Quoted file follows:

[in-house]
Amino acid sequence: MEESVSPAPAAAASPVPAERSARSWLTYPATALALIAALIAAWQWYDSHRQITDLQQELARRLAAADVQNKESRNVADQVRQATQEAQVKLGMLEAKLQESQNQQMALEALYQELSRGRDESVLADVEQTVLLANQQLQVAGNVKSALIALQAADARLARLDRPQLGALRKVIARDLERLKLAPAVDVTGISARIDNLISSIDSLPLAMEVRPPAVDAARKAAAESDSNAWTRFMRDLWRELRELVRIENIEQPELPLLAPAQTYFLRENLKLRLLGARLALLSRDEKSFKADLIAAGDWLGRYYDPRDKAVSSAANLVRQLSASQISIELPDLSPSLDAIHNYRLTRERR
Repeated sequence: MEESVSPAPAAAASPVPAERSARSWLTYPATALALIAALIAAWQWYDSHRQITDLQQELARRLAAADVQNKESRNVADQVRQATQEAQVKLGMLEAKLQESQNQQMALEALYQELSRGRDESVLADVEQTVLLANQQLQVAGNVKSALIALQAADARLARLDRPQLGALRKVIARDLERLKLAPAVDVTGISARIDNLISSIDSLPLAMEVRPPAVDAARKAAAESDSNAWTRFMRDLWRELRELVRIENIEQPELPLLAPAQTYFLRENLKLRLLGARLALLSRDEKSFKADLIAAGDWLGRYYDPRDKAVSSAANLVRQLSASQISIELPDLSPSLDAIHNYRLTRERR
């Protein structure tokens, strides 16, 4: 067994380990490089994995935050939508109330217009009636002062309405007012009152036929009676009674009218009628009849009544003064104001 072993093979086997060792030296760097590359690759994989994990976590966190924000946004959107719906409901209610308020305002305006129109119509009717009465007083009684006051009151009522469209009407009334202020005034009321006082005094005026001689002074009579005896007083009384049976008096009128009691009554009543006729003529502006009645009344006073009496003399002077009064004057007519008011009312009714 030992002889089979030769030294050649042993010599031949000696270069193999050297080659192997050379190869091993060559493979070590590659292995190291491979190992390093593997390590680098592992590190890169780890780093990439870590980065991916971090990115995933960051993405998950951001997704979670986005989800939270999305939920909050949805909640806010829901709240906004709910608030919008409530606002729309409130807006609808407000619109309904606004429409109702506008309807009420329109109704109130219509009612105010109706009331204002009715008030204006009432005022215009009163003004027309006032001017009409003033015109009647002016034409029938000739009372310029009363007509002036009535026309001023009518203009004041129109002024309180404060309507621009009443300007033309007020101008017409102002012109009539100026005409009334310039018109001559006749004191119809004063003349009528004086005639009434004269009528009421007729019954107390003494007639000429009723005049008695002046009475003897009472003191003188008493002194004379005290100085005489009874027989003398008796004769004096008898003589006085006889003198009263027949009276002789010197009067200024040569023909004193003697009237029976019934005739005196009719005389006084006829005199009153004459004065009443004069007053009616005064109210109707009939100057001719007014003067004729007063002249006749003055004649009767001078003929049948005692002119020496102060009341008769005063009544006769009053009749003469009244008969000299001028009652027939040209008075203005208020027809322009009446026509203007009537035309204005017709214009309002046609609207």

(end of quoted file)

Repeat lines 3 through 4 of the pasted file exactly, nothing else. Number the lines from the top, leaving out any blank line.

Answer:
Repeated sequence: MEESVSPAPAAAASPVPAERSARSWLTYPATALALIAALIAAWQWYDSHRQITDLQQELARRLAAADVQNKESRNVADQVRQATQEAQVKLGMLEAKLQESQNQQMALEALYQELSRGRDESVLADVEQTVLLANQQLQVAGNVKSALIALQAADARLARLDRPQLGALRKVIARDLERLKLAPAVDVTGISARIDNLISSIDSLPLAMEVRPPAVDAARKAAAESDSNAWTRFMRDLWRELRELVRIENIEQPELPLLAPAQTYFLRENLKLRLLGARLALLSRDEKSFKADLIAAGDWLGRYYDPRDKAVSSAANLVRQLSASQISIELPDLSPSLDAIHNYRLTRERR
């Protein structure tokens, strides 16, 4: 067994380990490089994995935050939508109330217009009636002062309405007012009152036929009676009674009218009628009849009544003064104001 072993093979086997060792030296760097590359690759994989994990976590966190924000946004959107719906409901209610308020305002305006129109119509009717009465007083009684006051009151009522469209009407009334202020005034009321006082005094005026001689002074009579005896007083009384049976008096009128009691009554009543006729003529502006009645009344006073009496003399002077009064004057007519008011009312009714 030992002889089979030769030294050649042993010599031949000696270069193999050297080659192997050379190869091993060559493979070590590659292995190291491979190992390093593997390590680098592992590190890169780890780093990439870590980065991916971090990115995933960051993405998950951001997704979670986005989800939270999305939920909050949805909640806010829901709240906004709910608030919008409530606002729309409130807006609808407000619109309904606004429409109702506008309807009420329109109704109130219509009612105010109706009331204002009715008030204006009432005022215009009163003004027309006032001017009409003033015109009647002016034409029938000739009372310029009363007509002036009535026309001023009518203009004041129109002024309180404060309507621009009443300007033309007020101008017409102002012109009539100026005409009334310039018109001559006749004191119809004063003349009528004086005639009434004269009528009421007729019954107390003494007639000429009723005049008695002046009475003897009472003191003188008493002194004379005290100085005489009874027989003398008796004769004096008898003589006085006889003198009263027949009276002789010197009067200024040569023909004193003697009237029976019934005739005196009719005389006084006829005199009153004459004065009443004069007053009616005064109210109707009939100057001719007014003067004729007063002249006749003055004649009767001078003929049948005692002119020496102060009341008769005063009544006769009053009749003469009244008969000299001028009652027939040209008075203005208020027809322009009446026509203007009537035309204005017709214009309002046609609207």